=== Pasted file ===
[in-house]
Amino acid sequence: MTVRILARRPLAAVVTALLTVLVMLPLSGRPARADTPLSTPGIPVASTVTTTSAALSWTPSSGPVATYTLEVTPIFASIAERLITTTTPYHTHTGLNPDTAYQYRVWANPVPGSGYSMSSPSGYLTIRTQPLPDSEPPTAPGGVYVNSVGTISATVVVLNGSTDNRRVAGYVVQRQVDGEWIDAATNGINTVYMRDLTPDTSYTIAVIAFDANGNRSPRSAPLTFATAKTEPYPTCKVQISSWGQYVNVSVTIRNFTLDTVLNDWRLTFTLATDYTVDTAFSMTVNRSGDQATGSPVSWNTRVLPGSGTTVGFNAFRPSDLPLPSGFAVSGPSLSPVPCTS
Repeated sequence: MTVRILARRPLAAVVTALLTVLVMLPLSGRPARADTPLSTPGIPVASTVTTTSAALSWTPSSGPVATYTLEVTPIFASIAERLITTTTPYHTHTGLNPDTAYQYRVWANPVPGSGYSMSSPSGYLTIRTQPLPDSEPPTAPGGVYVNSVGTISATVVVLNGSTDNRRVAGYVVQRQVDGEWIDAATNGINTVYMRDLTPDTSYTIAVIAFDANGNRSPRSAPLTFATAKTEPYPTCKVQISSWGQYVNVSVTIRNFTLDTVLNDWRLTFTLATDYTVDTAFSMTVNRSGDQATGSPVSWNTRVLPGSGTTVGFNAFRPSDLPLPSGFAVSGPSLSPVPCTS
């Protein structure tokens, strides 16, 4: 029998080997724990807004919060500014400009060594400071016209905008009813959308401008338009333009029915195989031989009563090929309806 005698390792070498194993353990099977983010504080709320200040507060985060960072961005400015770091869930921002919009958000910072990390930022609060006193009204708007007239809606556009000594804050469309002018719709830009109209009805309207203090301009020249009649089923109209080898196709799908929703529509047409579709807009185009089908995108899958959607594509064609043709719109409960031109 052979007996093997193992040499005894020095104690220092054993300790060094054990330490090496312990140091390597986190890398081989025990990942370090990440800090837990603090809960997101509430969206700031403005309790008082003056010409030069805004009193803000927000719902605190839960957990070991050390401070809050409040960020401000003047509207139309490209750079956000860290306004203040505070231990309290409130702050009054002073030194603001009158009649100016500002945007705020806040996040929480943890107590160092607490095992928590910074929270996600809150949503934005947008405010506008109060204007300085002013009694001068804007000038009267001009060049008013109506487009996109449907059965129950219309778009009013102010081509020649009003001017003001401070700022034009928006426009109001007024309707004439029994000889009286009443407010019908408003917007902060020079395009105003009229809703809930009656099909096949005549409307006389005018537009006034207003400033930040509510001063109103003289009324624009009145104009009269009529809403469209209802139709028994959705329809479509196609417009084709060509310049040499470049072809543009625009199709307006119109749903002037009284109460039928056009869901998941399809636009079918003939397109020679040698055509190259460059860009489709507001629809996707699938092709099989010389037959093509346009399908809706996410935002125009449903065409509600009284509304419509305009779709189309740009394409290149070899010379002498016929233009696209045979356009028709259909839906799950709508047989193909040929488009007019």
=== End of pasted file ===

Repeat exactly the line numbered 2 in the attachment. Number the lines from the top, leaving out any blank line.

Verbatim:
Amino acid sequence: MTVRILARRPLAAVVTALLTVLVMLPLSGRPARADTPLSTPGIPVASTVTTTSAALSWTPSSGPVATYTLEVTPIFASIAERLITTTTPYHTHTGLNPDTAYQYRVWANPVPGSGYSMSSPSGYLTIRTQPLPDSEPPTAPGGVYVNSVGTISATVVVLNGSTDNRRVAGYVVQRQVDGEWIDAATNGINTVYMRDLTPDTSYTIAVIAFDANGNRSPRSAPLTFATAKTEPYPTCKVQISSWGQYVNVSVTIRNFTLDTVLNDWRLTFTLATDYTVDTAFSMTVNRSGDQATGSPVSWNTRVLPGSGTTVGFNAFRPSDLPLPSGFAVSGPSLSPVPCTS